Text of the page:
By Jessica Mathews & Jon King /

After hours of debate at the county board level about declaring a State of Emergency to allow for online meetings to continue, various other local municipalities quickly and efficiently passed resolutions to do so.

At a long virtual meeting held Monday night, the Livingston County Board of Commissioners were split but ultimately voted 5-4 in favor of declaring a local state of emergency. The action was endorsed by County Emergency Manager Therese Cremonte, who stated its sole purpose was to allow remote meetings to continue through May 31st. There was very little debate on the issue in various meetings leading up to Monday’s vote, at which point members of the public spoke out strongly against it, seemingly confusing it with state health department restrictions. That then spurred several commissioners to openly question the necessity of the resolution.

Meanwhile, many local municipalities which had been waiting for action at the county level moved forward, quickly and efficiently adopted their own declarations or resolutions contingent on county approval. Among those include Brighton, Green Oak, and Howell townships and the Village of Pinckney.

At Monday night’s virtual Howell City Council meeting, a framework was discussed if the county had failed to act. At Mayor Nick Proctor’s suggestion, a motion was approved stating that in the absence of a declaration by the county, the City would declare a health emergency to last until May 31st and put together a resolution to that effect.

Proctor commented that extending the ability to meet online through May 31st seemed like a prudent move and suggested the City just declare its own emergency and “heck with the waiting game”. He commented that he didn’t see a problem by the City declaring its own state of emergency to instill confidence in the public and extend things a couple more months for the vaccine to roll out – as they have very tight Council chambers and there have been conflicting guidelines.

Councilman Bob Ellis commented that once more people are immunized, the state will likely relax requirements limiting capacity to 25 people in a room but they can’t right now and noted conflicting requirements. Ellis said if they didn’t declare the SOE, they would be required to meet in person. However, should a 26th person show up at a meeting, then they would have to adjourn the entire meeting because it’s not allowed.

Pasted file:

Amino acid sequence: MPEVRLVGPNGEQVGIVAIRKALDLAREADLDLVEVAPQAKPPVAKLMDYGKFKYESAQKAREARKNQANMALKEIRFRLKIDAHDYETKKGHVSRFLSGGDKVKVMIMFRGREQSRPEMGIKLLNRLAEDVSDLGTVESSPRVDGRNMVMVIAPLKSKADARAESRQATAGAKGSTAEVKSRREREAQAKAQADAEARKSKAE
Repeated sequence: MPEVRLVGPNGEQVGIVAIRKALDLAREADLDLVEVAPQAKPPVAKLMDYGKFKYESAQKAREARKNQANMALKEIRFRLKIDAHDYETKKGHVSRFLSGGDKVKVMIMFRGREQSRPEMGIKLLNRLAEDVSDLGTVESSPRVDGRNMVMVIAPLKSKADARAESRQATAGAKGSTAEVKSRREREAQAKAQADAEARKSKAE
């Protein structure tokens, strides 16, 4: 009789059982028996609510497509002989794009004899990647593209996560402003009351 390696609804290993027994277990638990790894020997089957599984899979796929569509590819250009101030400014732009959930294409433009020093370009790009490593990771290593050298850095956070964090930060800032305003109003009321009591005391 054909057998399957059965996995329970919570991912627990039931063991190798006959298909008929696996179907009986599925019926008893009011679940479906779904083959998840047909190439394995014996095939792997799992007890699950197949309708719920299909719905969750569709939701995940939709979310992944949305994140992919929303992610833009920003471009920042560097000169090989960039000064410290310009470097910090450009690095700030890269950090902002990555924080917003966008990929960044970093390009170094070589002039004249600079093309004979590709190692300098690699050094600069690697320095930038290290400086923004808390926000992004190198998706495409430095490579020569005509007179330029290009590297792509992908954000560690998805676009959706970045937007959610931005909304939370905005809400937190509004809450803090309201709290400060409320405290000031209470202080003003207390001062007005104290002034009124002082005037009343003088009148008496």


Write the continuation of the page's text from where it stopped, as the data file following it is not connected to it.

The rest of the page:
Councilman Randy Greene was the lone member opposed, saying it seemed a little inconsistent with kids being encouraged to go back to school and the City going forward with a parade in May.

Last Wednesday, the Green Oak Township board unanimously approved a resolution declaring a local SOE out until August, at which time it was stated the board could determine if the order was no longer needed and terminate it. Supervisor Mark St. Charles reported he’s been in contact with representatives from the Fonda Island and Briggs Lake Water Authority Board, which has been waiting for the township to declare a SOE to continue its Zoom meetings.

St. Charles went on to say the SOE is just another policy to keep in place until they get sufficient numbers and people get vaccinated or cases start to decline and they get to some point where they feel comfortable to go back to live board meetings. St. Charles added that he personally misses in-person meetings, a sentiment echoed by other members. He added that he doesn’t want anyone from the public to think they’re making the declaration to avoid the public and assured that as soon as they can end it, they will, but he doesn’t think right now is the time.